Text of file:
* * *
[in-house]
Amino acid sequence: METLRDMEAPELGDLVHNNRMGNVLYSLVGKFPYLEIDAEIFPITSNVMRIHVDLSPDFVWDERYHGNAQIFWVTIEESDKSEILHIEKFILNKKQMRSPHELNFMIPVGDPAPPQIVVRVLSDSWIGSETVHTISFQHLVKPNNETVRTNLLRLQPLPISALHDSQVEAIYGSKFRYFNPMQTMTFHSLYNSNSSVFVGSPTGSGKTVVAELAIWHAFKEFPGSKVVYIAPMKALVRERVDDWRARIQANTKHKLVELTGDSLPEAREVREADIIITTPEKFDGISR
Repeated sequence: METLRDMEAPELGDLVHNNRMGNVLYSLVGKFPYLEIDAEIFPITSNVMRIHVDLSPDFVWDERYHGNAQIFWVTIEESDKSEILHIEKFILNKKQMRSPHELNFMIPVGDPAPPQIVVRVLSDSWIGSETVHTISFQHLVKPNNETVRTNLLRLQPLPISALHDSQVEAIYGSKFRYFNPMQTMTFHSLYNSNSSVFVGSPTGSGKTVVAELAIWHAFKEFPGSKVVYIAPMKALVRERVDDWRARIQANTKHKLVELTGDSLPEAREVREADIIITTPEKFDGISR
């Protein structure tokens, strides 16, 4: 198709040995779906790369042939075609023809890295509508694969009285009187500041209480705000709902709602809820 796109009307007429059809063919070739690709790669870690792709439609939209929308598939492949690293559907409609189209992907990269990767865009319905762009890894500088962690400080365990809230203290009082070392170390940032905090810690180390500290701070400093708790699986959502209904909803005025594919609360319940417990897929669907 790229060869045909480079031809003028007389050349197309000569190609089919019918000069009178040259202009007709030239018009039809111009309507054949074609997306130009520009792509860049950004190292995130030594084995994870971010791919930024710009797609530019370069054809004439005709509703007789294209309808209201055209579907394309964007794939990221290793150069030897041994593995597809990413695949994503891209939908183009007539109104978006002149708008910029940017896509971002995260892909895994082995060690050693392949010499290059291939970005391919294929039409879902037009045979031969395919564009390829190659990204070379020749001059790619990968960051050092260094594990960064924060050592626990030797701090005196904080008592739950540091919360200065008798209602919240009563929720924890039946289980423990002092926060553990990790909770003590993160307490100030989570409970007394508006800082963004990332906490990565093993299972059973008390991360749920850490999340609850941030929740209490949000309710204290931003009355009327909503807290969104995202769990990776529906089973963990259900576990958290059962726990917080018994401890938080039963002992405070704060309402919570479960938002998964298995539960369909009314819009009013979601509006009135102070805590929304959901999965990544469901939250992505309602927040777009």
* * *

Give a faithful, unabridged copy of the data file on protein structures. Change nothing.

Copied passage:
[in-house]
Amino acid sequence: METLRDMEAPELGDLVHNNRMGNVLYSLVGKFPYLEIDAEIFPITSNVMRIHVDLSPDFVWDERYHGNAQIFWVTIEESDKSEILHIEKFILNKKQMRSPHELNFMIPVGDPAPPQIVVRVLSDSWIGSETVHTISFQHLVKPNNETVRTNLLRLQPLPISALHDSQVEAIYGSKFRYFNPMQTMTFHSLYNSNSSVFVGSPTGSGKTVVAELAIWHAFKEFPGSKVVYIAPMKALVRERVDDWRARIQANTKHKLVELTGDSLPEAREVREADIIITTPEKFDGISR
Repeated sequence: METLRDMEAPELGDLVHNNRMGNVLYSLVGKFPYLEIDAEIFPITSNVMRIHVDLSPDFVWDERYHGNAQIFWVTIEESDKSEILHIEKFILNKKQMRSPHELNFMIPVGDPAPPQIVVRVLSDSWIGSETVHTISFQHLVKPNNETVRTNLLRLQPLPISALHDSQVEAIYGSKFRYFNPMQTMTFHSLYNSNSSVFVGSPTGSGKTVVAELAIWHAFKEFPGSKVVYIAPMKALVRERVDDWRARIQANTKHKLVELTGDSLPEAREVREADIIITTPEKFDGISR
């Protein structure tokens, strides 16, 4: 198709040995779906790369042939075609023809890295509508694969009285009187500041209480705000709902709602809820 796109009307007429059809063919070739690709790669870690792709439609939209929308598939492949690293559907409609189209992907990269990767865009319905762009890894500088962690400080365990809230203290009082070392170390940032905090810690180390500290701070400093708790699986959502209904909803005025594919609360319940417990897929669907 790229060869045909480079031809003028007389050349197309000569190609089919019918000069009178040259202009007709030239018009039809111009309507054949074609997306130009520009792509860049950004190292995130030594084995994870971010791919930024710009797609530019370069054809004439005709509703007789294209309808209201055209579907394309964007794939990221290793150069030897041994593995597809990413695949994503891209939908183009007539109104978006002149708008910029940017896509971002995260892909895994082995060690050693392949010499290059291939970005391919294929039409879902037009045979031969395919564009390829190659990204070379020749001059790619990968960051050092260094594990960064924060050592626990030797701090005196904080008592739950540091919360200065008798209602919240009563929720924890039946289980423990002092926060553990990790909770003590993160307490100030989570409970007394508006800082963004990332906490990565093993299972059973008390991360749920850490999340609850941030929740209490949000309710204290931003009355009327909503807290969104995202769990990776529906089973963990259900576990958290059962726990917080018994401890938080039963002992405070704060309402919570479960938002998964298995539960369909009314819009009013979601509006009135102070805590929304959901999965990544469901939250992505309602927040777009």